Justin Benson and Aaron Moorhead’s 2014 fantasy horror Spring was a scintillating cine-fusion mending Lovecraftian crankiness within a credible tale, accomplished via authentic, otherworldly characters and a unique central concept. Their follow-up, The Endless (a pseudo-sequel to 2012’s Resolution) is much bolder and ambitious, twisting ostentatious, lobe nipping hypothesis with warped astrology, astronomy and supernatural whimsy. But, unlike Spring, its characters and arcs are arid, and not salient enough to govern a limp (in the latter half) plot-line.

After escaping a “UFO death cult”, middle aged brothers Aaron and Justin (played by the writer/directors) slip into a weary life working low paid jobs until one day they receive a package containing a dusty digital cassette; the contents of which prompts the pair to return to the death cult (Camp Arcadia) to solve the mystery of the tape and find out who sent it.

The Endless is a low budget, (but looks expensive) stoner horror sci-fi hybrid with potent notions and visual designs which lend well to its dusty, barren setting. Yet, with less attention given to the plot structure and characters, the story feels stifled by the far-fetched concept and fails to reverberate as remarkable.

Aaron and Justin (the characters) are amiable but not dynamic enough to be lead protagonists, despite their external conflicts. That human quintessence required to connect (or disconnect) viewers to stories seems muted by the grander notions and a shabby final act, making it tricky to empathise with the leads in their moments of peril and implausible plights. The story glibly dithers when tension should be heightened while meagre comedy does little to compensate for a lack of needed suspense.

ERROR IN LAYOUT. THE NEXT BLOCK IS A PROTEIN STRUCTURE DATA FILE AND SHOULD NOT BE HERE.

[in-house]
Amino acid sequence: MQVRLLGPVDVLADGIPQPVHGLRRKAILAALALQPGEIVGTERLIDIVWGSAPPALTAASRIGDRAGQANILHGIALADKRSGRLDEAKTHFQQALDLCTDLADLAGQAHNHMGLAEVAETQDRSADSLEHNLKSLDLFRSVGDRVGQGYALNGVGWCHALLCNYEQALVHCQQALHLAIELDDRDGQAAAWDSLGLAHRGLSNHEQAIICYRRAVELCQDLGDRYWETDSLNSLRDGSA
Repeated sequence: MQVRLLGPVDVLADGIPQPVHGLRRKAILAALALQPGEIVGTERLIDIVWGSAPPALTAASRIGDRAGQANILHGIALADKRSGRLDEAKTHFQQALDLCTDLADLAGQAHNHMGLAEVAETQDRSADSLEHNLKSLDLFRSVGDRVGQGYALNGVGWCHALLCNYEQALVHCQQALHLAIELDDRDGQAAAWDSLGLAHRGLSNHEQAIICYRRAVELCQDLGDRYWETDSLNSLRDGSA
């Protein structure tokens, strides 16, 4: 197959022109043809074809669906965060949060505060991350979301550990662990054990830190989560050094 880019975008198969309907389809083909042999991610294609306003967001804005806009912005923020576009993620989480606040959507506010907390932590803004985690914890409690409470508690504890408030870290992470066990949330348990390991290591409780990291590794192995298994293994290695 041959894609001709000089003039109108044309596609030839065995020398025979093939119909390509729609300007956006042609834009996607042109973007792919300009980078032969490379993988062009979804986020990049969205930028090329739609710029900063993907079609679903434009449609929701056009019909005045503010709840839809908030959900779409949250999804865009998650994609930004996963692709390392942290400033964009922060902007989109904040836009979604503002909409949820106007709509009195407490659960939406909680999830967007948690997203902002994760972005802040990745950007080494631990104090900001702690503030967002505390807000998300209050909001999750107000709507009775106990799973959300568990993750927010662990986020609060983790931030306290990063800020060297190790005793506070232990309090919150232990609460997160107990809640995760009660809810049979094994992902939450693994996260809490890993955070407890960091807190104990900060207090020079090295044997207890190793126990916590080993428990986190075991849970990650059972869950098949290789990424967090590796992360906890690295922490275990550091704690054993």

The set-up is interspersed with interview footage which doesn’t sufficiently sync with the script but oddball supporting characters go some way to bolster; dotting the backdrop as puzzle parts for the brothers to piece together. A psychotic, over-smiley cult member, morose, bearded, pipe stoker, a perpetually marching, kill hungry hillbilly and a team leader peppered with ulterior motives. It’s these (and the film’s) mysteries which piques curiosity and makes the first half so enthralling.

Flickering suns like light bulbs, photos gliding on the wind and inexplicable magic tricks by duo moonlight are just some of the beguiling moments which make The Endless more than the average fantasy horror, despite its deficiencies. Surreal sound-scapes and slow-mo moments whip airs of off-centred menace while mystical sequences provoke gawks (not gasps) of wonder. Coen Brothers style circles are stirred in to reiterate the incessant nature of the ordeal. Clocks, record players and round river/bird flight patterns accentuate an incomprehensible eternity while close ups of ants scurrying on sand, writhing worms and angry maggots, unsettle.

The Endless seems (and probably is) unique, but some cult/genre film fans could draw comparisons to Ti West’s The Sacrament, Coherence, The Mist, Blair Witch, The Void and The Village while general cinemagoers may be a bit befuddled by the overall incongruity. The question of what beats at its heart is The Endless’ primary driving force but when the nature (not the source) is explored in greater detail, combined with the puny characters and lack of latter half twists, makes it (in the end) seem rather weightless. The Endless has the aesthetic merits to be a box-ticking cult curio but it stalls in too many pivotal regions (characters, structure and resolution) to blossom into a classic or resound as, as groundbreaking, as the concept behind it.

REVIEW OVERVIEW
The Endless
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Daniel Goodwin is a prevalent film writer for multiple websites including HeyUGuys, Scream Horror Magazine, Little White Lies, i-D and Dazed. After studying Film, Media and Cultural Studies at university and Creative Writing at the London School of Journalism, Daniel went on to work in TV production for Hat Trick Productions, So Television and The London Studios. He has also worked at the Home Office, in the private office of Hilary Benn MP and the Coroner's and Burials Department, as well as on the Movies on Pay TV market investigation for the Competition Commission.